Anglican Bishop Chad Gandiya on Thursday held mass at Harare's Cathedral Church, the first time he's done so in five years after the building was occupied by the excommunicated Archbishop Nolbert Kunonga
On Monday the Supreme Court ordered Kunonga to hand over all church properties in his possession, ending a five-year feud that has rocked the Anglican church since 2007 when Kunonga pulled out of the Church Province of Central Africa (CPCA). He formed his own church, the Church Province of Zimbabwe, but held on to the CPCA properties.
Our correspondent in Harare, Simon Muchemwa, told us Bishop Gandiya led a two-hour mass Thursday morning which was 'overwhelmingly' attended by Anglican parishioners in the city.
But that joy was short-lived when police appeared and told Bishop Gandiya to stop using the facilities until a High court injunction, filed by Kunonga to stop the evictions, had been heard.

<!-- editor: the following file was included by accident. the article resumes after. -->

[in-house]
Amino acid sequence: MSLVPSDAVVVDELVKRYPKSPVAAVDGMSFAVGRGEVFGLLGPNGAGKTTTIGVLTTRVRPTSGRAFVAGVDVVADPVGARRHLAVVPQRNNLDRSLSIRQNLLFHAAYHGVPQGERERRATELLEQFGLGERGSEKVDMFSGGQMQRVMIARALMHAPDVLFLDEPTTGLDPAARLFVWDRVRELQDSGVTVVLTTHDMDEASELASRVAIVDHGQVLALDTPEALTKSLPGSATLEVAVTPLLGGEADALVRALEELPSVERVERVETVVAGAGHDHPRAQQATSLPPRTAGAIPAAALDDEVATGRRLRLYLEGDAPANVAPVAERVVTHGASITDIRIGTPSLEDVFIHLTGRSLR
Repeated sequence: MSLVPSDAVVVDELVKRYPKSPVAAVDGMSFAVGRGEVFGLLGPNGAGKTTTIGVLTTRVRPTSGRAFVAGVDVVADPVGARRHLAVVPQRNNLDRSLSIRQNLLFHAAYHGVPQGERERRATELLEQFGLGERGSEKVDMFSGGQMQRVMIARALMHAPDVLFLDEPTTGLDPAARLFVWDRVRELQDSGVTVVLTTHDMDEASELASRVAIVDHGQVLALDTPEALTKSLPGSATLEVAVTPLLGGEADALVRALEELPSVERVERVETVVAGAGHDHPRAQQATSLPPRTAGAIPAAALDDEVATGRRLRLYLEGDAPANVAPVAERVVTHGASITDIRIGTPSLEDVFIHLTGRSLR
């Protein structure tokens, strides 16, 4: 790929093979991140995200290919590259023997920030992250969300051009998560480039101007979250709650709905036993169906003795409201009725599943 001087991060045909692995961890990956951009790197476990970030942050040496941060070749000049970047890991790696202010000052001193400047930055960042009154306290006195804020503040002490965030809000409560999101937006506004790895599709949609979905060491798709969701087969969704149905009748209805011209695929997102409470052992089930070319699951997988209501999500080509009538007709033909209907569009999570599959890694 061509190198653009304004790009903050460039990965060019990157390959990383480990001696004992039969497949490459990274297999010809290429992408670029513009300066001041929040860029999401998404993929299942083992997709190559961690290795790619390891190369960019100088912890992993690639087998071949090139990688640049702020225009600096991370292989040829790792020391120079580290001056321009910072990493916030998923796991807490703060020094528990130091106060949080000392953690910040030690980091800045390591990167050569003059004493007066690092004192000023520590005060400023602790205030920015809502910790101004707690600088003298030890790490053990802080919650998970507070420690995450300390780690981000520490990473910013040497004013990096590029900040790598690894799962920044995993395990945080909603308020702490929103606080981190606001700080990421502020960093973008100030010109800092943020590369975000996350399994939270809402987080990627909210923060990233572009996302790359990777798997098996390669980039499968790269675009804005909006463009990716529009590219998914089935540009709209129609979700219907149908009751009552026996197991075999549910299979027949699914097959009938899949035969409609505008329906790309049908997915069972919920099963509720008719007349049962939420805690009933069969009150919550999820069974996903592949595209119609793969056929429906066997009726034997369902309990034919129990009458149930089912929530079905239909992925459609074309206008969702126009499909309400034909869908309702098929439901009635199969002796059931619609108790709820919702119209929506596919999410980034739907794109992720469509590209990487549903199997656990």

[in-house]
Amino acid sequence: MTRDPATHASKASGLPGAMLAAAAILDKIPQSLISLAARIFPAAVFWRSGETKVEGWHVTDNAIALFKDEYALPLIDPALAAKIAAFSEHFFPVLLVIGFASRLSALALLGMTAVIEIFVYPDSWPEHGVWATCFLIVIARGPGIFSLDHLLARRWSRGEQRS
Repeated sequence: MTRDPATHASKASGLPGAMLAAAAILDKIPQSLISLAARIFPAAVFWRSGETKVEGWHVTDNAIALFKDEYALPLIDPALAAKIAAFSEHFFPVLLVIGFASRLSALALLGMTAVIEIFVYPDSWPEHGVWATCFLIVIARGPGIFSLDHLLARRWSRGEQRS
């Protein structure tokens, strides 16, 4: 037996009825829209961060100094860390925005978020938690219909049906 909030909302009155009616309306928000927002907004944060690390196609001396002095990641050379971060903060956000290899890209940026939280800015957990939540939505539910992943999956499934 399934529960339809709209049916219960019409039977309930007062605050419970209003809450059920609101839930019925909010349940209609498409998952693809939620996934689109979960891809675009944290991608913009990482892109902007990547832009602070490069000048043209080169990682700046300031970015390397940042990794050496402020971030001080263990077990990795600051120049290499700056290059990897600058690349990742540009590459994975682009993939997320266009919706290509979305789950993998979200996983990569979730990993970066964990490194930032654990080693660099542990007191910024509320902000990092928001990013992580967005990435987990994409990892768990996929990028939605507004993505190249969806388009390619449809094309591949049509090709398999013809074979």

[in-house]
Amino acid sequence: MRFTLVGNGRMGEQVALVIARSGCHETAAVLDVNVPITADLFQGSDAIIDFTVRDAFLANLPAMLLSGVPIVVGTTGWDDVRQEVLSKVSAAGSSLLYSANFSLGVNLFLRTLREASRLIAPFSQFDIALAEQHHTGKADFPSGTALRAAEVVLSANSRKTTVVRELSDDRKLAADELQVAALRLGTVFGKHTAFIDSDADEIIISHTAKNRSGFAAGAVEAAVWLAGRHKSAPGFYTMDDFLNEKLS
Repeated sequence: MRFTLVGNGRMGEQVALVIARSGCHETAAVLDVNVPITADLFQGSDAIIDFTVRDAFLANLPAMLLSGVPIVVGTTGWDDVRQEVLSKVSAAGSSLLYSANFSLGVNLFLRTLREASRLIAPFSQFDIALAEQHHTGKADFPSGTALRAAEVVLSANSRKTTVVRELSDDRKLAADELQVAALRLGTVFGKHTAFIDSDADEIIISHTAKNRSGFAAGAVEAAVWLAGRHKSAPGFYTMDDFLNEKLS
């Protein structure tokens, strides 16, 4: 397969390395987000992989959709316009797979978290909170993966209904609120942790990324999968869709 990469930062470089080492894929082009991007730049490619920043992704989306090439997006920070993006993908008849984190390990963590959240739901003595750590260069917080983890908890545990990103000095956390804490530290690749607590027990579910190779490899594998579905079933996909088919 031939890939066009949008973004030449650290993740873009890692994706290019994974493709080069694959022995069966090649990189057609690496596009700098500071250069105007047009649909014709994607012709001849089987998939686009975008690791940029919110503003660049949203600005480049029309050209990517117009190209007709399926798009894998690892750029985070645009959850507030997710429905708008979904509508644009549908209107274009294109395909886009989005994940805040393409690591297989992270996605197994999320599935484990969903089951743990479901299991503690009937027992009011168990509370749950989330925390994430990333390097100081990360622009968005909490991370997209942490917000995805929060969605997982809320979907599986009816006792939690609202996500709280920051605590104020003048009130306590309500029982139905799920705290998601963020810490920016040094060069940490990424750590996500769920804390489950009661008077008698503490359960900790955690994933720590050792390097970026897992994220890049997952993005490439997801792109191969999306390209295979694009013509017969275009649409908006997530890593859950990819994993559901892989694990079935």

Kunonga filed the injunction on Wednesday seeking to stop his eviction from Anglican Church properties across the country, claiming that his priests would be rendered destitute. The matter has been sat down for hearing by Judge President George Chiweshe next Tuesday.
'Bishop Gandiya did not dispute the police order and the parishioners dispersed without an incident. They hope the High court will dismiss the application as they feel he has no case at all,' Muchemwa said.
Reverend Lameck Mutete told SW Radio Africa that he had foreseen a situation where Bishop Kunonga would fight to the bitter end to hang on to property that does not belong to him.
'His character does not depict a man of God but that of a thug who will one day find himself in prison instead of church. We are not yet done with him and I had seen it coming.
'He's one man who will go down fighting but for no apparent reason but selfish ends. We had long seen the evil in him and no man of God can behave the way he's doing. He has destroyed the church and I'm glad the judiciary system has also seen how unprincipled this man is,' Reverend Mutete said.